It seems a few days ago I was tripping about in August waiting for some sunshine to ripen tomatoes and set squashes and then suddenly here we are in mid October.
It was getting very dry again but now the rain is tipping it down outside; the dahlia flowers mushing into rotting brown balls, asters bending to swamp their neighbours and any late roses now look sad.
The normally cheery, rich yellow daisies of Rudbeckia triloba at over 2M high are rendered dreary by the rain. (I met a lady last night at a garden talk who absolutely hates yellow flowers..)
I’m not really in a gardening place at the moment but know I have to continue to take the tenders I want, in, because who knows when frost will arrive?
Luckily despite the eerie portents of darkening skies and pink muted sun we had on Monday morning caused by Storm Ophelia, the winds largely passed us by. Poor old Brians everywhere, he’s waiting in the wings to caress us with storm force winds on Saturday – hold on to yer hats!
Is it worth taking some late dahlia cuttings and overwintering? Sources say you need to boost light levels over the winter to succeed.
Any which way, Dahlia campanulata and yet again D imperialis have failed to flower. The tuber on imperialis is getting huge after 4 years (one autumn cutting did take root last year). I had her in a big pot this summer having run out of places to plant her, at over 2M tall she was taking up over 1.5 gallons of water a day.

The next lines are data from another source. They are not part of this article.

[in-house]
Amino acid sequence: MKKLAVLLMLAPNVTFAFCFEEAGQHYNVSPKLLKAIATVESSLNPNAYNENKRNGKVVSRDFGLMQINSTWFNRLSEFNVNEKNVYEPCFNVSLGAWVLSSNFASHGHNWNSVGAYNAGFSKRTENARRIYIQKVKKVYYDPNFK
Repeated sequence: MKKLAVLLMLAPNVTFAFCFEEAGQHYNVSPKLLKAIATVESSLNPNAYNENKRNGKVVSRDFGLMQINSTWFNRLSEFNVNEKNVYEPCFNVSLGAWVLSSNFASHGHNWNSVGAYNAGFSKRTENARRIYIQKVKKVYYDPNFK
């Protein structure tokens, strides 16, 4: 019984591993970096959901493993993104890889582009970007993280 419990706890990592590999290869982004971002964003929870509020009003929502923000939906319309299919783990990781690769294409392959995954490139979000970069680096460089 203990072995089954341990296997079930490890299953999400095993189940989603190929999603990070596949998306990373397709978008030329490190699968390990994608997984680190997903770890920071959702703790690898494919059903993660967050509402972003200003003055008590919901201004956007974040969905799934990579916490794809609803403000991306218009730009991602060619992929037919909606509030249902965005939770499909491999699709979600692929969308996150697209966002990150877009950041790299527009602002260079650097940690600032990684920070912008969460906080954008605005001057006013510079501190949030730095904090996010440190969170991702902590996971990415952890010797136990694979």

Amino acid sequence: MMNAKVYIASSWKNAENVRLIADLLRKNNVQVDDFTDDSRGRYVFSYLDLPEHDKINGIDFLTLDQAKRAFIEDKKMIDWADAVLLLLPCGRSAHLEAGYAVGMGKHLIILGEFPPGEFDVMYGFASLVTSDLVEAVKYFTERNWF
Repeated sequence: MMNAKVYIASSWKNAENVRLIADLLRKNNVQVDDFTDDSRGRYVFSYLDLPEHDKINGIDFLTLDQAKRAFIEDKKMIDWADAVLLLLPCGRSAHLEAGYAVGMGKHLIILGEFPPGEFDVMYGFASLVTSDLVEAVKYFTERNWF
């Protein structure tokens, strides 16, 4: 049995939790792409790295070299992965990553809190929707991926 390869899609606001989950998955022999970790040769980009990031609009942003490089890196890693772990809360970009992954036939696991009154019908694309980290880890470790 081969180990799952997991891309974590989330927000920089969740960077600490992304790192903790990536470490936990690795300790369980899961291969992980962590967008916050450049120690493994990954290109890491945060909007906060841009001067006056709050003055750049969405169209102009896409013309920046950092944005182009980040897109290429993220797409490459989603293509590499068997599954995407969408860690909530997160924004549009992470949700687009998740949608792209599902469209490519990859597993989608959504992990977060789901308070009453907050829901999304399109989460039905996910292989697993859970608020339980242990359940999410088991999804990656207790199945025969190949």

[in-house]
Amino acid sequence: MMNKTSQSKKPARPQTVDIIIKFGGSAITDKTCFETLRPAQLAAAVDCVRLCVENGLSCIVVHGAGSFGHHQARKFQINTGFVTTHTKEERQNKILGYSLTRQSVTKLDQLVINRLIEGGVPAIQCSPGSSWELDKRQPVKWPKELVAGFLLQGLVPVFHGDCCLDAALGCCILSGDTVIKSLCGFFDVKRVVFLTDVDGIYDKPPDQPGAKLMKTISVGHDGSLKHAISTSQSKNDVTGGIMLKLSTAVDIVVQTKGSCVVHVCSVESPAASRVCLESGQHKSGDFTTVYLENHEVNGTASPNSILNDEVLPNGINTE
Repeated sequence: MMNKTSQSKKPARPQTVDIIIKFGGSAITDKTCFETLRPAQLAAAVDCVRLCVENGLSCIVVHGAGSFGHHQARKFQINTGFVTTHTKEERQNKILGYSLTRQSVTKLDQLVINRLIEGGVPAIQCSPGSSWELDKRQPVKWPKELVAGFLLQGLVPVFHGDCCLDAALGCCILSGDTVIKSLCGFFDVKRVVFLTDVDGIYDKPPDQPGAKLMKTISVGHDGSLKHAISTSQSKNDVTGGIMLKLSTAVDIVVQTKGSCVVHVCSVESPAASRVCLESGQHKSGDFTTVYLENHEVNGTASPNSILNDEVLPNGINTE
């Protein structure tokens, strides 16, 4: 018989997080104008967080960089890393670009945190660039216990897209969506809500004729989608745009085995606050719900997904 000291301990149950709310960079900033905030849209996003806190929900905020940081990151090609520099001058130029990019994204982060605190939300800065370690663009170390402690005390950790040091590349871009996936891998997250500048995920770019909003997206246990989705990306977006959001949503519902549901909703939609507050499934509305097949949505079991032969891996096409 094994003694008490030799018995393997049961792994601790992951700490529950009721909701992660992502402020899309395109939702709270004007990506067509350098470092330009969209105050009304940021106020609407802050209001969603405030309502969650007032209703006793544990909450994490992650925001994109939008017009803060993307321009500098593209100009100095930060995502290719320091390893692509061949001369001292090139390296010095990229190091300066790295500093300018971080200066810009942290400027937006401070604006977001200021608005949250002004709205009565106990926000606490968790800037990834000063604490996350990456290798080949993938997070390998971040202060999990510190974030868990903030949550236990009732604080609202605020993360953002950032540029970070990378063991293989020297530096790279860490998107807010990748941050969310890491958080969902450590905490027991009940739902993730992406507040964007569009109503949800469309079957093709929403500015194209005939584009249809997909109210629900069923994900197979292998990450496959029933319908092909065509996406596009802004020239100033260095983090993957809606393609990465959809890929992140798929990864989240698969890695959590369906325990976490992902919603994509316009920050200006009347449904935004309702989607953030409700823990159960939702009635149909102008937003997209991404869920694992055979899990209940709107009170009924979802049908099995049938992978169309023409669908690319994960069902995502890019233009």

The jury seems to be out on whether dahlias root easily in water, maybe I’ll have a go with some. I may try a few singles like Magenta Star and the dark red Bishop of Auckland. Magenta Star seems to be a bit in vogue at the moment, a larger more open version of D australis and with dark purple foliage. It has added a lightness to the planting. Being single the bees appreciate it.
Wot I have learnt recently
Gunnera can’t grow in totally waterlogged conditions. The Gunnera pot filled with rainwater and with no drainage at that point, sat in water. It didn’t like it and the leaves started to collapse one by one. Drainage holes duly made in pot, small amount of new leaf growth made again means much winter protection. It was bought from Heligan as G manicata (not tinctoria which is said to be more sensitive to waterlogging).
At a talk by Bob Brown from Cotswold Garden Flowers last night, that Kniphofia Atlanta (the quintessential yellow and red poker hated by many) was named after a Cornish seaside hotel in the UK in the 1930’s nothing to do with the US city. We can’t blame the Americans. (NB: or 1962 by Treseder’s Nursery – typo? )
Don’t grow courgettes in the shade of your runner bean poles, (makes a 3 bed rotation a bit tricky). Far too much shade and lots of powdery mildew = 2 courgettes from 5 plants.
Sweet potatoes don’t like my conditions – nary a tuber, not even an attempt at one when dug up at the beginning of October. The courgettes will get this sunnier spot back next year.
Let’s end this on a cheery note…. over to you Crocus speciosus (even if you don’t last very long in wild autumn weather!)